A Hand Up Is Not a Handout
Americans love the notion that we can all pull ourselves up by the bootstraps. Yet in this time when millions of jobs have vanished in the United States, supports for struggling Americans are crumbling, and education budgets have been squeezed and slashed, we need to focus on another enduring American ideal—strengthening the rungs on the ladder of opportunity.
Rather than helping the millions of individuals and families who have been affected by the economic earthquakes that have reshaped the American economy, many GOP lawmakers are employing an alarming blend of spin and psychology to justify unraveling the social safety net. Their rationale? Extending unemployment benefits would be a “disservice” to jobless individuals, and the food stamp program encourages “dependency” and “discourages people from working.” Such logic ignores the millions of people who rely on assistance not because they are shirking work, but because they’re unable to find it. The troubling message is that aid for people in poverty or in crisis is a handout, not a hand up.
Let’s do a mini-lesson in critical thinking. Here’s a glossary of programs that many lawmakers love to hate. Let’s examine whether they are a drain on or a benefit to individuals, their families and our communities.
Unemployment insurance: There are currently more out-of-work job seekers than jobs being created, and many new jobs require new skills. Unemployment insurance is a lifeline for Americans looking for work as well as for their families. And it’s good for the economy. Unemployment insurance lifted an estimated 2.5 million people out of poverty in 2012 alone. One dollar of extended unemployment insurance pumps $1.49 back into the economy.
Food stamps: The Supplemental Nutrition Assistance Program helped 4 million people climb out of poverty in 2012 and kept millions from going hungry. And every $5 billion of food stamps generates up to $9 billion in economic activity.
Medicaid: The Affordable Care Act allows states to expand Medicaid coverage to many more low-income people, with the federal government picking up almost all of the costs. Not surprisingly, expanding Medicaid to cover low-income adults reduces mortality and improves access to care, particularly preventive care, which lowers healthcare costs. Yet 25 states, cheered on by the Tea Party, have refused to expand coverage.
Pre-K: High-quality early learning programs help close the school readiness gap for disadvantaged children and lead to greater literacy, decreased need for special education services and increased high school graduation rates. At-risk children who attend high-quality early learning programs have been shown to have increased employment as adults and higher lifetime earnings, as well as reduced incarceration and less need for social welfare programs. Every dollar spent on high-quality programs produces long-term savings of at least $7.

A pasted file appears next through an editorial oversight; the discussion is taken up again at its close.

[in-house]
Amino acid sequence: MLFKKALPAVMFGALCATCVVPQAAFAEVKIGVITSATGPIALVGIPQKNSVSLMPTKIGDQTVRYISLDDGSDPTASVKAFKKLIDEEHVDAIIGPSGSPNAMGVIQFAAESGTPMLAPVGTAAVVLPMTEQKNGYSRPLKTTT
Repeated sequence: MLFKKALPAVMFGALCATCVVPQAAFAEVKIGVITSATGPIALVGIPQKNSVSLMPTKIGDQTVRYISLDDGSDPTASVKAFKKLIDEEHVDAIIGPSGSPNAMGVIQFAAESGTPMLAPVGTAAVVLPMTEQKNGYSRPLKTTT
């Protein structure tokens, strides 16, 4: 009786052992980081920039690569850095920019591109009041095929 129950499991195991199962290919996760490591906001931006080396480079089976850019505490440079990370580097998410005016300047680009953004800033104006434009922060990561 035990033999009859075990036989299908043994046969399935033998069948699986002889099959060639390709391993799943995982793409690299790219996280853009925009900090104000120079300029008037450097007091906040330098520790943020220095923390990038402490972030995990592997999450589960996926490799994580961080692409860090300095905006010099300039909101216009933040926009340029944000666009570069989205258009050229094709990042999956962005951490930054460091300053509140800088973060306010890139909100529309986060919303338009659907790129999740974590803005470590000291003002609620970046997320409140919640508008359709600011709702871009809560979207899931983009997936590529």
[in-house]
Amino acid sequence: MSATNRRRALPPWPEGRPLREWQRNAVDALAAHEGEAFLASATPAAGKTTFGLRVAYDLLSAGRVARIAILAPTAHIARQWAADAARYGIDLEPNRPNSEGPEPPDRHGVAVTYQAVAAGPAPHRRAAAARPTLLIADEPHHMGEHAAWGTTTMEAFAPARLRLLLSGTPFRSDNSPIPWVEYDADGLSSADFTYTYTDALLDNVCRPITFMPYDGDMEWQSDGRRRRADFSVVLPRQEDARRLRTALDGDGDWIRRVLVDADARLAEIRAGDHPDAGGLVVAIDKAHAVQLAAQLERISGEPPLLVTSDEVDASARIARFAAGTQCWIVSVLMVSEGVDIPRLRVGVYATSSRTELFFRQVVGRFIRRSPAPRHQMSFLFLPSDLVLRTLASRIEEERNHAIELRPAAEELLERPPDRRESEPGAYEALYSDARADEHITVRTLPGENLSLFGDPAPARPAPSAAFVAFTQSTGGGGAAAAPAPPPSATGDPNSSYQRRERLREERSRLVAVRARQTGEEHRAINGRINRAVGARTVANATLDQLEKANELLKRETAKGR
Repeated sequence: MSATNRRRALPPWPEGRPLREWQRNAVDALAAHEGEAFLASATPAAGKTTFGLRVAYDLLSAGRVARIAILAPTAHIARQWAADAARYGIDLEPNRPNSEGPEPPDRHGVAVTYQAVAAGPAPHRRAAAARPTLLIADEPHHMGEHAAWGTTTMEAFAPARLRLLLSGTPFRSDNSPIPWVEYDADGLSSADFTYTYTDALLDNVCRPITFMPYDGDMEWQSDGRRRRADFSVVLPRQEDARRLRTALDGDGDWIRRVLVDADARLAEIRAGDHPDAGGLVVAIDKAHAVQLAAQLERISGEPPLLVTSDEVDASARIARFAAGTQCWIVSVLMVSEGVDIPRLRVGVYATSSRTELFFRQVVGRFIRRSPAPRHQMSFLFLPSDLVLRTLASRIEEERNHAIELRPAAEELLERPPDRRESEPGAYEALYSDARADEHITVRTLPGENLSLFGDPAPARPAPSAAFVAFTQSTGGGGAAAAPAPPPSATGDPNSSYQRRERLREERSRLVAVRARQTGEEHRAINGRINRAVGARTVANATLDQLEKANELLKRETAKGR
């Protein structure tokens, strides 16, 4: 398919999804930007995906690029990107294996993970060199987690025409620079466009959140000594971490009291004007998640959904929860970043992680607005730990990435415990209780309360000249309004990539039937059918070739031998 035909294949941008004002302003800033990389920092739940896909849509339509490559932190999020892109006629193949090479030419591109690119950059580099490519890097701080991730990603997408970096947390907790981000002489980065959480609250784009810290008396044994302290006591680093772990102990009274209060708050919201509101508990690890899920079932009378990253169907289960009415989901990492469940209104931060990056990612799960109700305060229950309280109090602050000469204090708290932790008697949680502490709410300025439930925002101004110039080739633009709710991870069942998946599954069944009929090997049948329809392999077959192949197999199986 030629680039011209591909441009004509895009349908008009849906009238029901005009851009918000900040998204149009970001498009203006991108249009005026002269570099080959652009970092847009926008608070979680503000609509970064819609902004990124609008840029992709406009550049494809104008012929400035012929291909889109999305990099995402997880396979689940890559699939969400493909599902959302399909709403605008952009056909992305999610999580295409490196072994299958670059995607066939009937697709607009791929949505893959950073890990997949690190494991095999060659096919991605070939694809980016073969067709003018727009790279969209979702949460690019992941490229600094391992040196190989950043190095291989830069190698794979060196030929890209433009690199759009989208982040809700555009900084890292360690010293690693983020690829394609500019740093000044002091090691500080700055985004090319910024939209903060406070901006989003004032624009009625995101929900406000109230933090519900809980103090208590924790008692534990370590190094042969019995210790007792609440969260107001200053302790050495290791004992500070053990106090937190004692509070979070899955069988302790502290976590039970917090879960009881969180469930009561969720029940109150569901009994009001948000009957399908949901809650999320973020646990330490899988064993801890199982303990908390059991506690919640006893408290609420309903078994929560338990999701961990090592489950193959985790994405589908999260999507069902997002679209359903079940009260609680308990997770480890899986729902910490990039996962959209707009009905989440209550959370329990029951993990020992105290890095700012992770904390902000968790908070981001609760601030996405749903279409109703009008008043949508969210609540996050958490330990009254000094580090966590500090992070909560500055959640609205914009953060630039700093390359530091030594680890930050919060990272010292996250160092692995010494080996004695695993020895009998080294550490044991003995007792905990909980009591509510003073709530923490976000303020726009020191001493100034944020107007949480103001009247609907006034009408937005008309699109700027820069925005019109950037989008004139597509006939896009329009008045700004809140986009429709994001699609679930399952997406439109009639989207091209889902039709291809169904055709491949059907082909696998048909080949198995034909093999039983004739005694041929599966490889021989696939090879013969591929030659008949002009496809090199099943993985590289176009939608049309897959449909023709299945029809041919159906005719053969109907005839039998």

Minimum wage: Raising the federal minimum wage to $10.10 by 2016 would restore it to roughly the same inflation-adjusted value it had in the late 1960s, according to the Economic Policy Institute. Such an increase would raise the wages of 27.8 million workers, and grow gross domestic product by about $22 billion, resulting in the creation of roughly 85,000 net new jobs.
Paid sick leave: Paid sick leave offers economic benefits by reducing workforce turnover, increasing productivity and lowering healthcare costs. And the health and societal benefits are priceless. Paid leave is a lifeline for female workers in particular, 42 million of whom are in poverty or on the brink, and for the 28 million children who depend on them.
Retirement: Half of American households have less than $3,000 in retirement savings, and those near retirement have less than $12,000. Many have none. Social Security provides more than 90 percent of retirement income for a quarter of married couples and almost half of unmarried people. Yet rather than confront our retirement insecurity problem, states are making it worse by cutting public sector pensions.
Union membership: The decline in unionization is directly related to the decline of the middle class, stagnant wages and rising income inequality in America.Workers’ pay is higher when they’re in a union, and they have greater access to health insurance and retirement benefits.
The shifts in our economy have shown how easy it is to fall into poverty and how hard it is to climb out. But this decline is not inevitable and it is not irreversible. The policies described above, including a strong labor movement, are rungs on America’s ladder of opportunity. They should be strengthened, not destroyed.